Shorter manuscripts are generally more desirable than longer ones, and authors should consider submitting longer derivations, additional applications, program scripts, and data tables as supplementary material. Occasionally, review or tutorial articles are published, often of a length greater than that of the average article. Most of these articles are solicited, and thus authors planning such articles are asked to consult with the editors at an early stage.
Unlike archival research journals, which may present accurate research results with little consideration of how many readers will be interested, AJP strives to present a carefully curated sampling of the most readable and interesting articles related to physics teaching. The importance of graceful, clear, accessible writing cannot be overemphasized.
Most readers of a particular article will not be specialists in the subject matter presented. The introductory paragraphs should carefully present the context of the new work and should explain how this new work builds on and differs from the cited material. Manuscripts must take proper cognizance of previous work, and authors should be particularly careful to search physics education journals for related work. Such referencing is especially helpful to beginning teachers, and may remind others of once well-known ideas, proofs, or techniques that may again be useful to physics teachers and students. It is the responsibility of the author to provide adequate references to previous work, and submissions that lack them will be returned to the author without review.
Contributions are considered for sections including Regular Articles, Notes and Discussion, Instructional Laboratories and Demonstrations, Computational Physics, Guest Editorials, and Letters to the Editor. Regular articles should usually not exceed six journal pages, with notes and other contributions being substantially shorter. Notes are short communications that are usually confined to the discussion of a single concept, or comments on previously published articles, and need not have abstracts. The Instructional Laboratories and Demonstrations section generally focuses on new apparatus and techniques for instructional laboratory exercises and demonstrations. Letters to the Editor are selected for their likely interest to readers. Book Reviews and Resource Letters are solicited, not contributed, and undergo a separate review process.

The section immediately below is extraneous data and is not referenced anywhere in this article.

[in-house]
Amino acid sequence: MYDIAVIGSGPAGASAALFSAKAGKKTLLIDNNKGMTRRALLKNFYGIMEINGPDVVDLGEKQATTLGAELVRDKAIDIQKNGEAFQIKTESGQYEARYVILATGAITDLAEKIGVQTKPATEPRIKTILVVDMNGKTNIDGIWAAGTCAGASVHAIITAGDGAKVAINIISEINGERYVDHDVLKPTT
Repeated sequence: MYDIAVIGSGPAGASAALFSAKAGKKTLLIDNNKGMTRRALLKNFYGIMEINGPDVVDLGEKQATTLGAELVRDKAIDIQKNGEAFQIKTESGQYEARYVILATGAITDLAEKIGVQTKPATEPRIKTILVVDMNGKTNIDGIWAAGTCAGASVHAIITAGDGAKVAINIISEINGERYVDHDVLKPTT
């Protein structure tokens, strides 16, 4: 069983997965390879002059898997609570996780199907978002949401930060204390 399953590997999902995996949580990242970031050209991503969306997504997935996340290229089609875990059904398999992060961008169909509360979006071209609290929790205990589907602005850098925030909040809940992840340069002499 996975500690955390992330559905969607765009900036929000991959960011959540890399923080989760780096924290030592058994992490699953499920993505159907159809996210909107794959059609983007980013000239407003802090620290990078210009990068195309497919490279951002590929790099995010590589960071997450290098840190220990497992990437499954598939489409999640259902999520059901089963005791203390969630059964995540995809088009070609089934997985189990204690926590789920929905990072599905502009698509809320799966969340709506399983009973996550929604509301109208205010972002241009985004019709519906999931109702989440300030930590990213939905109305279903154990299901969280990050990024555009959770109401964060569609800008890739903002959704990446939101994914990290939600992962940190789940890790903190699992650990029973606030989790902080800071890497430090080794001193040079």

Disciplined significant controversy has a proper place in the Journal, but extended argumentation does not. To encourage the former and discourage the latter, the editors will forward to authors any communications received that are critical of their published work. Authors and critics will then be asked to correspond directly with one another. If after this correspondence, a significant conclusion is reached, they will be encouraged to prepare a brief jointly-authored Note. If such an agreement should prove impossible, the critic’s Note may be published alone, or followed by the authors’ response if it makes a significant addition to the discussion. Letters to the editor are also appropriate for briefer comments on an article; these will be published following the same procedure as for Notes, although without requiring peer review. In no case will there be more than one round of discussion of a paper.
The Physics Education Research (PER) section of AJP stopped accepting manuscripts in 2018 (see the editorial in the January 2018 issue of AJP). AJP continues to accept papers on physics teaching. These papers should focus on how new knowledge about effective teaching can be applied in the classroom. If a major part of the paper is a discussion of the methodology by which this information was gained, or a presentation of the statistics that support the determination of a significant result, then it is probably not appropriate for AJP (although this information may be included in supplementary material). The paper should carefully define terms that may not be familiar to the typical AJP reader. If the manuscript includes many such terms, it may be a sign that it is not suited for AJP. Judgement must be used in presenting studies of theoretical issues that are not strongly linked to near-term applicability to teaching; some issues may be sufficiently interesting to the general AJP readership to be included.